Posts Tagged: "infringement"

CAFC Dismisses Inter Partes Reexamination Appeal By a Party Who was Not Initial Requester

Waters argued that Agilent could not appeal, because Aurora was the third-party requester of the reexamination, not Agilent. The Court held that the relevant question was whether Agilent was a member of a class of litigants that may enforce a legislatively created right under 35 U.S. C. § 141 (reexamination appeals). If so, that party has a ‘cause of action’ under the statute, and this cause of action was a necessary element of his ‘claim.’ See Davis v. Passman, 442 U.S. 228, 239 (1979). The Court held that both 35 U.S. C. § 141 and 35 U.S. C. § 315(b) confirm that the right to appeal an adverse reexamination decision is reserved only to patent owners and third-party requesters.

Federal Circuit Reverses District Court on Direct and Induced Infringement

The Court agreed, noting testimony from Cisco’s engineer who stated that the system needed only one copy of the protocol to support all devices. Commil’s expert opined that the protocol was a state machine, and since Cisco’s devices tracked separate information regarding their communication states, each communication state represented a copy of the protocol that was unique. The Court disagreed, finding that tracking separate states for each device was not substantial evidence that each device ran a separate copy of the protocol.

Fitbit alleges patent infringement in growing market for fitness tracking devices

On November 2, 2015, San Francisco-based Fitbit Inc. filed a Section 337 complaint with the International Trade Commission (ITC) against AliphCom (d/b/a Jawbone) and BodyMedia, Inc. (Investigation No. ITC-337-3096). In a parallel proceeding in the U.S. District Court for the District of Delaware, Case No. 1:15-CV-00990, Fitbit alleged infringement of three patents assigned to Fitbit—namely, U.S. Patent Nos. 8,920,332 (titled Wearable Heart Rate Monitor); 8,868,377 (titled Portable Monitoring Devices and Methods of Operating Same); and 9,089,760 (titled System and Method for Activating a Device Based on a Record of Physical Activity). According to the district court complaint, Jawbone’s products associated with components of its UP series of trackers indirectly infringe the patents-at-issue. Fitbit hopes that it will be successful in preventing the import and sale in America of wearable activity tracking devices sold by Jawbone by requesting the ITC to issue a limited exclusion order and a cease and desist order.

The Patent Scrooges: The rise and potential fall of the efficient infringers

So it now looks like this: if you are a patent owner and feel that your rights have been encroached upon, you now have to assume there will be a challenge to their validity by a potential licensee through an Inter Partes Review (IPR). If you are one of the lucky few (~25%) who survive such a challenge with at least one valid patent claim, you then have to expect an appeal. Assuming you win that appeal, then the real court battle starts in earnest and you’ll have to face what has now become a $3-5M ordeal in legal fees to get through a full trial on the merits and the routinely filed appeal should you beat all odds and win. Treble damages for willful infringement have been rarer than a dodo bird sighting and even winning does not mean you will collect your money any time soon, as the Apple-Samsung saga has recently shown.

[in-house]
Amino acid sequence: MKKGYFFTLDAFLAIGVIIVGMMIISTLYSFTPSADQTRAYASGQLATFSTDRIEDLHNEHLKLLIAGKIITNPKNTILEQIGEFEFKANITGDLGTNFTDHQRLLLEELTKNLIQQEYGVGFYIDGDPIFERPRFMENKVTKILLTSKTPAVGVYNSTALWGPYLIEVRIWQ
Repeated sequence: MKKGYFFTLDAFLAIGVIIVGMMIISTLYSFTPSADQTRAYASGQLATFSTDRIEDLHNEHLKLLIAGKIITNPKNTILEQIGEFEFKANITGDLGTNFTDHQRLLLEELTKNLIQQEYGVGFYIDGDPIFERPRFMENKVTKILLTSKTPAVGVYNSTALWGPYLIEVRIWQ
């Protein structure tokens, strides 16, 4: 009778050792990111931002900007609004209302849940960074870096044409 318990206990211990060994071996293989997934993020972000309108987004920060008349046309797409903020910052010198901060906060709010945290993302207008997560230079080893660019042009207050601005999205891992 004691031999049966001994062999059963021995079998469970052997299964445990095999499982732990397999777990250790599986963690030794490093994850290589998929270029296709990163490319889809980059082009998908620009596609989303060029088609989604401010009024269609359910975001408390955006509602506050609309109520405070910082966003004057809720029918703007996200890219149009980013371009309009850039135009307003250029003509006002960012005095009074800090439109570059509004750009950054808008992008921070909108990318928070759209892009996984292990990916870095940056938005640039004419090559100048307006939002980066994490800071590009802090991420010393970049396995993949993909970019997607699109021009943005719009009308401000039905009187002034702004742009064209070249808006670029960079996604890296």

A patent owner defending property rights is NOT a bully

Would you consider a business owner who prevented someone from breaking into their store and stealing a tangible product to be a bully? Of course not! They would be taking reasonable steps to protect themselves, and their property, from the thug who was stealing. But if that is the case, why then would you consider a patent owner who protects and defends their rights to be a bully? The truth is you could only consider a patent owner to be a bully if you do not believe patents are a property right. While everyone is entitled to hope and dream, we do have a definitively correct answer. The Patent Act unambiguously says: “patents shall have the attributes of personal property.” See 35 U.S.C. 261. Thus, if a shop owner defending a tangible item against a thief is not bullying then neither is a patent owner defending rights against an infringer.

The Evolution of IP Litigation Funding and Insurance Markets

If patent owners do not have the financial resources to pursue infringers the patent becomes nothing more than a wall decoration – a very expensive wall decoration. And getting funding is more difficult than ever. According to Ashley Keller, Managing Director of Gerchen Keller Capital, speaking on the last panel of the day on Monday at the IP Dealmakers Forum in New York City, they are funding 1 out of ever 100 cases they review these days.

The story of the bullied patent owner, more widespread than bad acting patent trolls

We have all heard it. We all know it happens. Large company takes a look at what small company is working on, refuses to do a deal and then miraculously thereafter starts to infringe. In this, as in many cases, there was a confidentiality agreement, but what good is such an agreement without the means to enforce it? Even worse, it appears as if in this case the larger company had the audacity to file a patent application of their own after being granted access to what was supposed to be confidential information. Unfortunately, Congress and the Courts seem singularly focused on protecting helpless large multinational corporations who, as the story goes, are getting bullied by patent owners. That just isn’t the reality I see.

Quality Control Testing of Drug is Not Patent Infringement